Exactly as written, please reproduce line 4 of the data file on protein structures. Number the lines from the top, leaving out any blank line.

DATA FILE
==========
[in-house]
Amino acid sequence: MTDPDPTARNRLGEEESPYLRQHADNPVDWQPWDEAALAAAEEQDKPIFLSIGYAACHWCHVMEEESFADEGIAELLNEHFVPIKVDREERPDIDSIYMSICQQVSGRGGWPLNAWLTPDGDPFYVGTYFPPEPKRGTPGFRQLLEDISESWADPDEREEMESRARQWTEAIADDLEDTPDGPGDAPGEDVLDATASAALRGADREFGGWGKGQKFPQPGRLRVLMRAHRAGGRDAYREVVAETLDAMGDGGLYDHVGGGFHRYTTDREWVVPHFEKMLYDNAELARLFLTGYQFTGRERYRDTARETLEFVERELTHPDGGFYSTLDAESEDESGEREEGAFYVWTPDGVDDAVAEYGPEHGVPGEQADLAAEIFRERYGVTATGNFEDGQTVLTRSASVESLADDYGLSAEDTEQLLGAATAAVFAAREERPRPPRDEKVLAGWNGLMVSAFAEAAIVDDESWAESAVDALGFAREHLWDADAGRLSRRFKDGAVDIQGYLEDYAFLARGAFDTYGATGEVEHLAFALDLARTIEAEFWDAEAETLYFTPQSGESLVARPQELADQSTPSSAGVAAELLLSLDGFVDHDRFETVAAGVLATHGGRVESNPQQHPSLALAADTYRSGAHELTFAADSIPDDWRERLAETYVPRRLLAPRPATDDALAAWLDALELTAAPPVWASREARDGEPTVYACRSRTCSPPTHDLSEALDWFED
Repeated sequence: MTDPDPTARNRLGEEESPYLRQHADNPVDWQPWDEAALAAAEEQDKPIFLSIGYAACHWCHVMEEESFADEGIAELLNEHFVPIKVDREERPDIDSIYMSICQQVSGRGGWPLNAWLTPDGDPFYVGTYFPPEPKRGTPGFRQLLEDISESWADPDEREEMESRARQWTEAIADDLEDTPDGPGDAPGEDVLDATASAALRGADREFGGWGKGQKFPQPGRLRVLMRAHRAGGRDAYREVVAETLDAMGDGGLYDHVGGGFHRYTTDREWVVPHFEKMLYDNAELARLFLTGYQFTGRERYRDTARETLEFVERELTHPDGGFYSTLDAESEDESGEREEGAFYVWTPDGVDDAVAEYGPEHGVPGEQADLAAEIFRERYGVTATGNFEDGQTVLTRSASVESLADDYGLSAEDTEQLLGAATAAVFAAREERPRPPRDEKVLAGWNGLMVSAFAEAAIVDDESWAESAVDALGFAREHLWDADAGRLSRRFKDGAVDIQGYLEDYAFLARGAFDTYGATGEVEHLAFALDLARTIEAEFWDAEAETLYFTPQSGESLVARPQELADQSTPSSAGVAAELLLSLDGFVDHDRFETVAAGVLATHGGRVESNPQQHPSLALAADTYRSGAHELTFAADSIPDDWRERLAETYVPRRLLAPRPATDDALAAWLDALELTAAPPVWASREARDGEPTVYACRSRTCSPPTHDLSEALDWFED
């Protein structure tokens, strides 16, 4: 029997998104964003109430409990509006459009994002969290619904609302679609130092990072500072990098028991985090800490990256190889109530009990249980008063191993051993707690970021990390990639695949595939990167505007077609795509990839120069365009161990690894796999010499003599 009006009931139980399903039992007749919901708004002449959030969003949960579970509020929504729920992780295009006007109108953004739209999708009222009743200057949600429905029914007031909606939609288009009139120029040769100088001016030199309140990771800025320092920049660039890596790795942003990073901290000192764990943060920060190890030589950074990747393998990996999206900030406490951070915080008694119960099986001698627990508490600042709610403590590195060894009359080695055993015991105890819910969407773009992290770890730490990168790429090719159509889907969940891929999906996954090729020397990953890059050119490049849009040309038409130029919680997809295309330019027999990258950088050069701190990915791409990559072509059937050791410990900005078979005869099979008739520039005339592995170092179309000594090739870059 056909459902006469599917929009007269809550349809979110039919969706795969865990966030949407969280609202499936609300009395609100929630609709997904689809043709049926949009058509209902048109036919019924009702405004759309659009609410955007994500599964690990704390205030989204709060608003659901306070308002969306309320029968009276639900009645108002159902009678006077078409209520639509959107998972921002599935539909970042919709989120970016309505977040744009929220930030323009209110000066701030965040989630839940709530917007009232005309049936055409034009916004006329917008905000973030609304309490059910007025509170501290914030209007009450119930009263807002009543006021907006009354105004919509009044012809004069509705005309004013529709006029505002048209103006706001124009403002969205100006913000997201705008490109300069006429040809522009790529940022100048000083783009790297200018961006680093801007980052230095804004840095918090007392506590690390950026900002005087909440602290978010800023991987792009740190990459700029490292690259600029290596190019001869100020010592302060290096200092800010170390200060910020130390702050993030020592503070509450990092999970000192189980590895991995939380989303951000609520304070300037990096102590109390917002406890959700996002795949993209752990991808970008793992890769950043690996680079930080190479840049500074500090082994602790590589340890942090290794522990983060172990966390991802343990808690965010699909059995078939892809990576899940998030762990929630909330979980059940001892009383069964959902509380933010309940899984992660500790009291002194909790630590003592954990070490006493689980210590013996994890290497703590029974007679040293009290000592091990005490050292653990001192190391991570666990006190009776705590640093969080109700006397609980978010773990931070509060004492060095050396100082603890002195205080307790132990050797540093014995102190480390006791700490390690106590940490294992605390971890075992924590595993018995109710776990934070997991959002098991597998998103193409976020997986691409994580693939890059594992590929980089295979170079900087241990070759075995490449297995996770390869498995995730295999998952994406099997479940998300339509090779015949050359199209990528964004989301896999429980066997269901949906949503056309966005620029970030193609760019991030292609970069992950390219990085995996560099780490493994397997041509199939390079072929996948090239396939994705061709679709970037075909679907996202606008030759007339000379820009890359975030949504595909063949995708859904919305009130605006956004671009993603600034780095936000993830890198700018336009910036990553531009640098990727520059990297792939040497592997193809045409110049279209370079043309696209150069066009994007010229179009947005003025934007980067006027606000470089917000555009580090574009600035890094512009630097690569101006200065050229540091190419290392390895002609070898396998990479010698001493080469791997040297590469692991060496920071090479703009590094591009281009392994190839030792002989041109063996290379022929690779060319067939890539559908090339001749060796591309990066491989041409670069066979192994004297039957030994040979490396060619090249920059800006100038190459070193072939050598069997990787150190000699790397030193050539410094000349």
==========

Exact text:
């Protein structure tokens, strides 16, 4: 029997998104964003109430409990509006459009994002969290619904609302679609130092990072500072990098028991985090800490990256190889109530009990249980008063191993051993707690970021990390990639695949595939990167505007077609795509990839120069365009161990690894796999010499003599 009006009931139980399903039992007749919901708004002449959030969003949960579970509020929504729920992780295009006007109108953004739209999708009222009743200057949600429905029914007031909606939609288009009139120029040769100088001016030199309140990771800025320092920049660039890596790795942003990073901290000192764990943060920060190890030589950074990747393998990996999206900030406490951070915080008694119960099986001698627990508490600042709610403590590195060894009359080695055993015991105890819910969407773009992290770890730490990168790429090719159509889907969940891929999906996954090729020397990953890059050119490049849009040309038409130029919680997809295309330019027999990258950088050069701190990915791409990559072509059937050791410990900005078979005869099979008739520039005339592995170092179309000594090739870059 056909459902006469599917929009007269809550349809979110039919969706795969865990966030949407969280609202499936609300009395609100929630609709997904689809043709049926949009058509209902048109036919019924009702405004759309659009609410955007994500599964690990704390205030989204709060608003659901306070308002969306309320029968009276639900009645108002159902009678006077078409209520639509959107998972921002599935539909970042919709989120970016309505977040744009929220930030323009209110000066701030965040989630839940709530917007009232005309049936055409034009916004006329917008905000973030609304309490059910007025509170501290914030209007009450119930009263807002009543006021907006009354105004919509009044012809004069509705005309004013529709006029505002048209103006706001124009403002969205100006913000997201705008490109300069006429040809522009790529940022100048000083783009790297200018961006680093801007980052230095804004840095918090007392506590690390950026900002005087909440602290978010800023991987792009740190990459700029490292690259600029290596190019001869100020010592302060290096200092800010170390200060910020130390702050993030020592503070509450990092999970000192189980590895991995939380989303951000609520304070300037990096102590109390917002406890959700996002795949993209752990991808970008793992890769950043690996680079930080190479840049500074500090082994602790590589340890942090290794522990983060172990966390991802343990808690965010699909059995078939892809990576899940998030762990929630909330979980059940001892009383069964959902509380933010309940899984992660500790009291002194909790630590003592954990070490006493689980210590013996994890290497703590029974007679040293009290000592091990005490050292653990001192190391991570666990006190009776705590640093969080109700006397609980978010773990931070509060004492060095050396100082603890002195205080307790132990050797540093014995102190480390006791700490390690106590940490294992605390971890075992924590595993018995109710776990934070997991959002098991597998998103193409976020997986691409994580693939890059594992590929980089295979170079900087241990070759075995490449297995996770390869498995995730295999998952994406099997479940998300339509090779015949050359199209990528964004989301896999429980066997269901949906949503056309966005620029970030193609760019991030292609970069992950390219990085995996560099780490493994397997041509199939390079072929996948090239396939994705061709679709970037075909679907996202606008030759007339000379820009890359975030949504595909063949995708859904919305009130605006956004671009993603600034780095936000993830890198700018336009910036990553531009640098990727520059990297792939040497592997193809045409110049279209370079043309696209150069066009994007010229179009947005003025934007980067006027606000470089917000555009580090574009600035890094512009630097690569101006200065050229540091190419290392390895002609070898396998990479010698001493080469791997040297590469692991060496920071090479703009590094591009281009392994190839030792002989041109063996290379022929690779060319067939890539559908090339001749060796591309990066491989041409670069066979192994004297039957030994040979490396060619090249920059800006100038190459070193072939050598069997990787150190000699790397030193050539410094000349």